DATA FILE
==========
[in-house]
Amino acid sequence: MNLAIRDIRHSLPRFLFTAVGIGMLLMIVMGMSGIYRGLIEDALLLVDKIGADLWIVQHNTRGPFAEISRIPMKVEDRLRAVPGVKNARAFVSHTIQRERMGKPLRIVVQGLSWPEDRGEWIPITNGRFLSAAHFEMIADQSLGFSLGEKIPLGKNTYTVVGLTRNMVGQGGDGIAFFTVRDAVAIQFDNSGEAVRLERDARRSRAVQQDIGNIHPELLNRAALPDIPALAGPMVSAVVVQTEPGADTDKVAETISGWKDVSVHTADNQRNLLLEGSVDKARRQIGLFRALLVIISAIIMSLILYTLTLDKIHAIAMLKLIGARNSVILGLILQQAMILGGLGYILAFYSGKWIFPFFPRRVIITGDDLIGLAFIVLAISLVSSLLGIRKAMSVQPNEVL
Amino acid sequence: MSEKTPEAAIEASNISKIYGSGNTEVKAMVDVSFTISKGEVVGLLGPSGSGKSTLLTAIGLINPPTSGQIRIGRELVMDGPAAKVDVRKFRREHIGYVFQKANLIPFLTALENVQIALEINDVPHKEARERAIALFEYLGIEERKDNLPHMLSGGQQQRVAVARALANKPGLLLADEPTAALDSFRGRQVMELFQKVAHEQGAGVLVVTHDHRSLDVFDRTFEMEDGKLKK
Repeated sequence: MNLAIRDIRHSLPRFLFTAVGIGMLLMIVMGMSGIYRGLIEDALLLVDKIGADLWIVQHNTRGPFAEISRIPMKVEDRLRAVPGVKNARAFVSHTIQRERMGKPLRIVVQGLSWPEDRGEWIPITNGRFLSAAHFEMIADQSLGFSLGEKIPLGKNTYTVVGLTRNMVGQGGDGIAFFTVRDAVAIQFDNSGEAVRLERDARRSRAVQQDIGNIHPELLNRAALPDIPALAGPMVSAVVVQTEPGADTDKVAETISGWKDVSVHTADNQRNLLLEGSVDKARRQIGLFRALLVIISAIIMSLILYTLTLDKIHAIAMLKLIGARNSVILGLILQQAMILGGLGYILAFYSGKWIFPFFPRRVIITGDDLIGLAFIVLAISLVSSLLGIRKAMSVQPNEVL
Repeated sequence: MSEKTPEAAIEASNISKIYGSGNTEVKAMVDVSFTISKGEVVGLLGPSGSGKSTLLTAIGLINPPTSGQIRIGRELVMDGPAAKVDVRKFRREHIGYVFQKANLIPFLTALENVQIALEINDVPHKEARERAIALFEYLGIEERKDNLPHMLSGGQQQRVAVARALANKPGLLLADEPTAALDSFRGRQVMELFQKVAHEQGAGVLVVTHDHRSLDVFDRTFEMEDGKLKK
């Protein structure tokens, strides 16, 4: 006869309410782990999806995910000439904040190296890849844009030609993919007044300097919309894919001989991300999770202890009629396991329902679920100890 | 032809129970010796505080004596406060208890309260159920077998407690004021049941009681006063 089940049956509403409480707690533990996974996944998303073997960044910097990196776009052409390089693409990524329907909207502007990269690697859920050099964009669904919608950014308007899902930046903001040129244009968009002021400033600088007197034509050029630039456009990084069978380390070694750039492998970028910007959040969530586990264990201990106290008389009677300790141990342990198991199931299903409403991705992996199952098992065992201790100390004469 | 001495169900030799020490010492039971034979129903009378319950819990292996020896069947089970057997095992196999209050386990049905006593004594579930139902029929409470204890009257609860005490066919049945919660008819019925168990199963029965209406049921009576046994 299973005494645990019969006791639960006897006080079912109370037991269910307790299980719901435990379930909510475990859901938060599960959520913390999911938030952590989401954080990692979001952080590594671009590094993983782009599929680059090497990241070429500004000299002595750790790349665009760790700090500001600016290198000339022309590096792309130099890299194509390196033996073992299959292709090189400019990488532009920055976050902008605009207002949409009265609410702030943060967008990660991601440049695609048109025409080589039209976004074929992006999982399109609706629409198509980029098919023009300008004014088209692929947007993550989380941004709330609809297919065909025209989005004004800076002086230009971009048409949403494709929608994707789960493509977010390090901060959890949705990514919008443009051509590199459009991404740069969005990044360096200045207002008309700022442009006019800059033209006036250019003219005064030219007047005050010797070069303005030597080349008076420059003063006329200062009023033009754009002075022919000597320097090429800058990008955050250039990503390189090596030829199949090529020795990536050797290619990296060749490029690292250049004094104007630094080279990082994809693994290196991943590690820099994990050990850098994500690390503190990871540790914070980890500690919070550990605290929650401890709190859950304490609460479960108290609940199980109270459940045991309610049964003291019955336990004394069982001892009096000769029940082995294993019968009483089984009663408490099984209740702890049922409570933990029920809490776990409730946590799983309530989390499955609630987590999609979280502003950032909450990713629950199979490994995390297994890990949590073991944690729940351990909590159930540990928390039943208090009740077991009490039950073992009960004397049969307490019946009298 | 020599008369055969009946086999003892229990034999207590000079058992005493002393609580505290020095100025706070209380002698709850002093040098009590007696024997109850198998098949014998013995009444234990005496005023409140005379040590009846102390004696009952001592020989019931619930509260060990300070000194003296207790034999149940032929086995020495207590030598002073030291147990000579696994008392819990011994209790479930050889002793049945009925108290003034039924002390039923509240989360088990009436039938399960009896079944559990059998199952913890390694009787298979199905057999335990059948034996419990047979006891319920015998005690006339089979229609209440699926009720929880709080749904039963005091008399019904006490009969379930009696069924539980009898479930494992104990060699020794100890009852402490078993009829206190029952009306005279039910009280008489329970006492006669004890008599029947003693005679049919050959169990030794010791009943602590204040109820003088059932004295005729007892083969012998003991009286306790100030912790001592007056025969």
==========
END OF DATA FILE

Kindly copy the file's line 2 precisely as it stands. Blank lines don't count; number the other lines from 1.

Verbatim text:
Amino acid sequence: MNLAIRDIRHSLPRFLFTAVGIGMLLMIVMGMSGIYRGLIEDALLLVDKIGADLWIVQHNTRGPFAEISRIPMKVEDRLRAVPGVKNARAFVSHTIQRERMGKPLRIVVQGLSWPEDRGEWIPITNGRFLSAAHFEMIADQSLGFSLGEKIPLGKNTYTVVGLTRNMVGQGGDGIAFFTVRDAVAIQFDNSGEAVRLERDARRSRAVQQDIGNIHPELLNRAALPDIPALAGPMVSAVVVQTEPGADTDKVAETISGWKDVSVHTADNQRNLLLEGSVDKARRQIGLFRALLVIISAIIMSLILYTLTLDKIHAIAMLKLIGARNSVILGLILQQAMILGGLGYILAFYSGKWIFPFFPRRVIITGDDLIGLAFIVLAISLVSSLLGIRKAMSVQPNEVL